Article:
He named several countries for which he said there was evidence of the development of biological weaponry. One had taken the precaution of inoculating its soldiers against smallpox.

A spokesman for Friends of the Earth told BBC News Online: "This is very worrying for us, and shows how unpredictable genetic engineering can be.

"We simply don't know enough to allow these experiments at present."

He called for much closer scrutiny of laboratory experiments.

So did Susan Meyer, of pressure group Genewatch, who is calling for more openness on the part of the biotechnology industry.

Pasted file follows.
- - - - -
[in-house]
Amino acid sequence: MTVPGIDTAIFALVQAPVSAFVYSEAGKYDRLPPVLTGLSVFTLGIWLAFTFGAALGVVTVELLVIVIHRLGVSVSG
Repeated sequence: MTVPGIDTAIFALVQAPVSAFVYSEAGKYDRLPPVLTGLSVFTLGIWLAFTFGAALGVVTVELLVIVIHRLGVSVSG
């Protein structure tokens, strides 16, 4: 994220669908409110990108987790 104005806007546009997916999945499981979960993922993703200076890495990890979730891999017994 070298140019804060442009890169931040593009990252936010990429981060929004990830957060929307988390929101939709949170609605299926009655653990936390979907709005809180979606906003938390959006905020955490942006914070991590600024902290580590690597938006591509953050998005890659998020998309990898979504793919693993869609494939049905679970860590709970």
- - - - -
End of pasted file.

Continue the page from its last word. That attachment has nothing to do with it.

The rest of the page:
She said: "This discovery should really alert people to the fact that genetically altering organisms can have unexpected outcomes.

"Things don't stay in the lab all the time. You can have single gene changes that can make a big difference."

A spokesman for the Ministry of Defence's biological research facility at Porton Down said: "Making scientists aware of the full potential of their discoveries is important, but inevitably it carries the same risk in bringing possibilities to the attention of the unscrupulous.

"We seek to be aware of what possibilities are open to aggressor countries or terrorists. By the nature of things, this is always a game of catch-up.

"And there are already so many possibilities that absolute protection is not possible without the sort of constraints that are not acceptable ina free society."

Smallpox, a much feared disease in the 20th century, was eradicated by a massive vaccination programme.